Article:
01234 276 267


    Autism Bedfordshire Helpline is open 9am-5pm, Monday to Friday for information, advice and guidance on all aspects of Autistic Spectrum Conditions and associated problems

    01234 350 704


    Parentline provides a secure text message service for parents and carers of those aged 0-19 years. Simply text 07507 331456 for free and confidential advice and support on a range of health issues such as weaning, sleep and emotional health. Texts will be answered Monday to Friday between 9am and 4.30pm

    07507 331456


    Chathealth provides a secure text message service for children and young people aged 11-19 years. Simply text 07507 331450 to ask health related questions on mental health, drugs, relationships etc. Texts answered Monday to Friday, 9am - 4.30pm

    07507 331450


    Family Lives offers a confidential and free helpline service for families in England and Wales (previously known as Parentline). Please call us on 0808 800 2222 for emotional support, information, advice and guidance on any aspect of parenting and family life. Our helpline service is open 9am – 9pm, Monday to Friday and 10am – 3pm Saturday and Sunday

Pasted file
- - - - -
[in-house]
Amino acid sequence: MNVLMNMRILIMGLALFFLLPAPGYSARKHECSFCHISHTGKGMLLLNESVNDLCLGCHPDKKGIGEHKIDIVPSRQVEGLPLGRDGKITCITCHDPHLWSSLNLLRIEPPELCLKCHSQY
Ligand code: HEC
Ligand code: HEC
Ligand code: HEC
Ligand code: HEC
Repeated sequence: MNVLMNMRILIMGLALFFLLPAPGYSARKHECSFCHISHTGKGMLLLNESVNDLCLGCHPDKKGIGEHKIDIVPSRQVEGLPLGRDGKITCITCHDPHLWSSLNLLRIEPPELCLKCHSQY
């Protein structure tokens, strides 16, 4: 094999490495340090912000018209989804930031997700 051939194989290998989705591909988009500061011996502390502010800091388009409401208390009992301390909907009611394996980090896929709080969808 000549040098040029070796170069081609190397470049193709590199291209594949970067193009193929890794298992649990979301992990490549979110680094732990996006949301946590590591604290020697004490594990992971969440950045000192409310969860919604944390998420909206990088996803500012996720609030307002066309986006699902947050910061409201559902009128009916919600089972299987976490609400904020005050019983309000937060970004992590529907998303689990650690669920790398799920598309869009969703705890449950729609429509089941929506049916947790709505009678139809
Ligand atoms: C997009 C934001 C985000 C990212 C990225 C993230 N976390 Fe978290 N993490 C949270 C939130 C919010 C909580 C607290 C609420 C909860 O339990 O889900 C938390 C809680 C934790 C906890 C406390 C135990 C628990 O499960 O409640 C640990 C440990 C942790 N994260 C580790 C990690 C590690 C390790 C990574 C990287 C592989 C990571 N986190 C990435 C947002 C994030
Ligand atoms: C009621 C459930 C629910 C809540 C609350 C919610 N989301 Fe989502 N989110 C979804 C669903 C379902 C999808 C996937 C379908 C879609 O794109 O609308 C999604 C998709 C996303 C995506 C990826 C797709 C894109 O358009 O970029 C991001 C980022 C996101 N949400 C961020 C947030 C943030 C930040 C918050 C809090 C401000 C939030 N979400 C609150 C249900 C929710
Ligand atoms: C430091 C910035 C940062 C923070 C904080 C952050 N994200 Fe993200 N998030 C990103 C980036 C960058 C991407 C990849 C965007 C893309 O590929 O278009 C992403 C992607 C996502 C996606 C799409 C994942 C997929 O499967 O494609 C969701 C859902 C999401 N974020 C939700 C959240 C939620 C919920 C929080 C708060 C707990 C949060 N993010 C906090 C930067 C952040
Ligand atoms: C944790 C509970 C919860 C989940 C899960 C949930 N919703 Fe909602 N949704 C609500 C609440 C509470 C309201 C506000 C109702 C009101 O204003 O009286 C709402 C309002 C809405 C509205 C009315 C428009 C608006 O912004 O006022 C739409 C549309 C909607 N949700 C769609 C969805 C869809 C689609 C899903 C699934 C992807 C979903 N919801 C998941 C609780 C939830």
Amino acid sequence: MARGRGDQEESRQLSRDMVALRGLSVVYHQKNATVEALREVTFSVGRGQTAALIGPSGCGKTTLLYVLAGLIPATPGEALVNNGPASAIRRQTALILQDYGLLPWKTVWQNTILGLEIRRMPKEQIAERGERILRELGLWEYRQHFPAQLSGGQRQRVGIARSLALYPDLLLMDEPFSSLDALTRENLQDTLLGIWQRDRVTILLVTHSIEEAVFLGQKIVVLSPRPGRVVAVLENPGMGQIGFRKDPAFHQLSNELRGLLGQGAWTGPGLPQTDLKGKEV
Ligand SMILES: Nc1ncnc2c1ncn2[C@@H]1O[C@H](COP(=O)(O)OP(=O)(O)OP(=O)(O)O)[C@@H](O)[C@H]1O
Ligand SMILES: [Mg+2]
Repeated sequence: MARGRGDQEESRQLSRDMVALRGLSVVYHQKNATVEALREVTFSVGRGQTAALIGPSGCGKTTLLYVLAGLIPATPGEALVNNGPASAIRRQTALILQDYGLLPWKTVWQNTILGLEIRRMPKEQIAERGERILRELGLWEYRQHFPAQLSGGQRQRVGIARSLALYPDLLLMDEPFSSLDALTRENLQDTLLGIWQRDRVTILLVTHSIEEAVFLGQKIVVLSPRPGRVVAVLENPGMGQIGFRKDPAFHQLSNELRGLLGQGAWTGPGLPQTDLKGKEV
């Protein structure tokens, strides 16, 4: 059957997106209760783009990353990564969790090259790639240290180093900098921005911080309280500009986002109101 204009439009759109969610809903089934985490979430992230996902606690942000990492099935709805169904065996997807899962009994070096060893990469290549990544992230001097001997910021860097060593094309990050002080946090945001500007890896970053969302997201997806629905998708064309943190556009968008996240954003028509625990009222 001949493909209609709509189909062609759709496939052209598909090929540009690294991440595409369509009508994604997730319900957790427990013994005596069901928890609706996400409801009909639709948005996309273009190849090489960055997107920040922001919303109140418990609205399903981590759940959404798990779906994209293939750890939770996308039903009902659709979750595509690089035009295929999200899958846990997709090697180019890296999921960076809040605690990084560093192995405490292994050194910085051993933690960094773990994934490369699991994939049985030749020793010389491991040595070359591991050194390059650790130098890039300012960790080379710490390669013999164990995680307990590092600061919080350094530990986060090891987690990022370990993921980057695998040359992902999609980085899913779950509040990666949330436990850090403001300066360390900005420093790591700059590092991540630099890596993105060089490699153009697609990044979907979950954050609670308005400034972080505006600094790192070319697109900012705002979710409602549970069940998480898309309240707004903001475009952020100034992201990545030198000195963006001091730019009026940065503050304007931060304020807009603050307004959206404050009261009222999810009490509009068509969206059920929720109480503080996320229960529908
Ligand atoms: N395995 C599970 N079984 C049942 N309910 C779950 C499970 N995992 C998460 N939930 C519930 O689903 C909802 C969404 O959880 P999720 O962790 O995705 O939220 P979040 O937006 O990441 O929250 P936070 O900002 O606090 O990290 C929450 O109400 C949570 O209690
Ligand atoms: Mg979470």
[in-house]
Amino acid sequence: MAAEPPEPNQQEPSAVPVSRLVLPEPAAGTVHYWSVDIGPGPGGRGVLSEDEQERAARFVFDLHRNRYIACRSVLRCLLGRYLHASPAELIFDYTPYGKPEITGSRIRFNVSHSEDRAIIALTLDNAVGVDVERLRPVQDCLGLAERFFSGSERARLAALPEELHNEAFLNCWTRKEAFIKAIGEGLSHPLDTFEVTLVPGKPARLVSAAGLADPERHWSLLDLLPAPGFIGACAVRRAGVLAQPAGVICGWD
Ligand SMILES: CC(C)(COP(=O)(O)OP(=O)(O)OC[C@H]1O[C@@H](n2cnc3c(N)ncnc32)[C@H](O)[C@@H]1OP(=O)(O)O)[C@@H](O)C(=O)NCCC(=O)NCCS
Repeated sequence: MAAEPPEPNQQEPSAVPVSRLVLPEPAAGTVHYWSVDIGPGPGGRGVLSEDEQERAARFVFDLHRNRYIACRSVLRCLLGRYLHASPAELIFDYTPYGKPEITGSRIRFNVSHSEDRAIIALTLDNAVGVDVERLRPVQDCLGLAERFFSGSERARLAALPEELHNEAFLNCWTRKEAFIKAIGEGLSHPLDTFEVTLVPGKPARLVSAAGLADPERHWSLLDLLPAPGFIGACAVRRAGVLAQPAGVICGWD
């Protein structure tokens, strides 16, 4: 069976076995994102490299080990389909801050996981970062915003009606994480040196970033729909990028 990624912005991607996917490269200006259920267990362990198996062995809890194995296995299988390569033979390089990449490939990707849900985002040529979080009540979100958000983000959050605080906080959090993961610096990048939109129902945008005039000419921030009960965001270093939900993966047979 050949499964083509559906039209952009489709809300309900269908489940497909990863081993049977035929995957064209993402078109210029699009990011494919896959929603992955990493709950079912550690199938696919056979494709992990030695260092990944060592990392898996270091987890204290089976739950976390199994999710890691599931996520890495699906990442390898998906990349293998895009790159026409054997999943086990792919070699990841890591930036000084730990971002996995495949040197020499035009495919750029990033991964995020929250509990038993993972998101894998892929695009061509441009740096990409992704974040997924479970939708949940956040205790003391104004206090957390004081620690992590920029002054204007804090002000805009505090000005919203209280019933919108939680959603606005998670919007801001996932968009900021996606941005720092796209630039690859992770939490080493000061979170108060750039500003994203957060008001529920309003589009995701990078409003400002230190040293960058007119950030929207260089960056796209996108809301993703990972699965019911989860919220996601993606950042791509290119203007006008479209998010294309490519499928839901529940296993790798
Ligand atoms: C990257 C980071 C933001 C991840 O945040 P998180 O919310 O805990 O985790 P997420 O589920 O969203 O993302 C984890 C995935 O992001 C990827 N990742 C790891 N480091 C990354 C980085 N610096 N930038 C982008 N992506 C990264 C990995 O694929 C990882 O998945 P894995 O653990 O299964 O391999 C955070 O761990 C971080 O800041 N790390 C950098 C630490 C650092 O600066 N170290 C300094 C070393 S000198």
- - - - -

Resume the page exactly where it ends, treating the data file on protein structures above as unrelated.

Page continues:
0808 800 2222

    SEND Glossary of Terms

    Is there a term, word or Acromyn that you clarification on please use the SEND glossary below.  If you we missed a term, world or Acromyn please let us know by emailing 


    Academy – a publicly funded school which operates outside of local authority control. The government describes them as independent state-funded schools. Academies have more freedom than other state schools over their finances, the curriculum, and teachers' pay and conditions.

    Advice - written reports from parents, teachers and other professionals on a pupil’s special educational needs.

    Advocate - an advocate can help you to think about choices and options, to find out information and to make your views known. Advocates are independent and impartial, they will not give you opinions or make judgments.